DUSTIN WALSH

Eaton charged for super growth

Dustin Walsh covers auto suppliers for Crain's Detroit Business, an affiliate of Automotive News.Dustin Walsh covers auto suppliers for Crain's Detroit Business, an affiliate of Automotive News.
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Fuel efficiency remains on the forefront of technology innovation in the automotive industry. Every engineer in the industry is trying to push vehicles farther on less fuel -- whether through weight reduction, alternative propulsion or other methods.

Cleveland-based Eaton Corp., which operates an innovation center in suburban Detroit and proving grounds in Marshall, Mich., is taking its high-octane sports car superchargers to the mass-produced car market.

Eaton expects to double supercharger sales by 2016. The maker of engine valves, gears, powertrain controls and superchargers reported net income of $1.4 billion last year on revenue of $16 billion.

Grant Terry, manager of business development for Eaton's superchargers unit, said automakers are making smaller engines to improve fuel efficiency, but customers still want horsepower.

"We've always developed products to meet high horsepower specs," Terry said. "Now we're improving the performance of those superchargers at low speeds, in combination with the aggressive engine downsizing, to meet better fuel economy performance."

In the U.S., Eaton currently supplies its superchargers to Audi's high-end offerings, including the A6, A7, S4, S5, Q5 and Q7 models, as well as Porsche's Cayenne Hybrid and Panamera Hybrid. But it plans to enter the more economical car market, as it's done with the Nissan Micra in Europe and Nissan Note in Japan.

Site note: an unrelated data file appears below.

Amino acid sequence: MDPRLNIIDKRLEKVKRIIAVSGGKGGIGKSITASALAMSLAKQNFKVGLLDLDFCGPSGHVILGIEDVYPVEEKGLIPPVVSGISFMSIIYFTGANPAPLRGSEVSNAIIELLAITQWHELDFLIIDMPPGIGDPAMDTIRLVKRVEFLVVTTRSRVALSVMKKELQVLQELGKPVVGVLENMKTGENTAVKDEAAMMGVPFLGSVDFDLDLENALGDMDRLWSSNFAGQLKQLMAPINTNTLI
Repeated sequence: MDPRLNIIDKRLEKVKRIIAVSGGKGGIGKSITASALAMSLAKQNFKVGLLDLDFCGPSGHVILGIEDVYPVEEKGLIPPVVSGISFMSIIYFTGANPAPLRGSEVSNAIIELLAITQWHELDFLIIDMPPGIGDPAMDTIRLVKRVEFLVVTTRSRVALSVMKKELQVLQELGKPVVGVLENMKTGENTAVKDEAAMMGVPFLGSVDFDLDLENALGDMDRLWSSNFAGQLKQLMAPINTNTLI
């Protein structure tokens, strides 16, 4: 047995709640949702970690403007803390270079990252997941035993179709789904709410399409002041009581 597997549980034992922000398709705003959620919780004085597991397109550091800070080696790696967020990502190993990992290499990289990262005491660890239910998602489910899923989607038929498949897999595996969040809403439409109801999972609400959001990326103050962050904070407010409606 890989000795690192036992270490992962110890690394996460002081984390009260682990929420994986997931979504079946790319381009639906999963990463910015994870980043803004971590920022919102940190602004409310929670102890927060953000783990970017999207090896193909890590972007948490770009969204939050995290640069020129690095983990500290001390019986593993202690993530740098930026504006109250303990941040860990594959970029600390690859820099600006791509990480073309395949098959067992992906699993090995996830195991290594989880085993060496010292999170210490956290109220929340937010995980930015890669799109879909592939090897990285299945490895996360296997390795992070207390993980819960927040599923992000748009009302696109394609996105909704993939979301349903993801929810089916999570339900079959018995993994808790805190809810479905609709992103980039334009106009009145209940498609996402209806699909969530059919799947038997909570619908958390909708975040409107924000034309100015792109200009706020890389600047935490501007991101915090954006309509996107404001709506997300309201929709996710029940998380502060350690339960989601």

The fuel economy-focused North American market is dominated by turbochargers from companies like Honeywell and BorgWarner. Honeywell said earlier this year it expects turbocharged vehicles in the North America to grow to 3.2 million vehicles, up from 2.2 million in 2011.

Superchargers work the same way as turbochargers by increasing power to the engine through an air-fuel mixture. But turbochargers are driven by exhaust and superchargers are driven by a belt connected to the engine.

Superchargers improve fuel economy by 10 percent to 15 percent, Terry said. Eaton's superchargers also perform better from a cold start and release fewer emissions, he said.

But Terry said he believes as fuel economy regulations continue to spur the use of turbos, superchargers and turbochargers will be paired to offer the best fuel efficiency possible.

"What you're going to see in order to meet the aggressive standards (54.5 mpg by 2025), is compounding of superchargers and turbochargers," he said. "We can use a supercharger for response at low speeds and the turbo for operating at efficient zones at higher speeds, instead of compromising a turbo for response."

Eaton will launch its first four-cylinder supercharged product on a to-be-named vehicle at the Detroit auto show in January. The 2014 model will go on sale in late 2013.

You can reach Dustin Walsh at dwalsh@crain.com.

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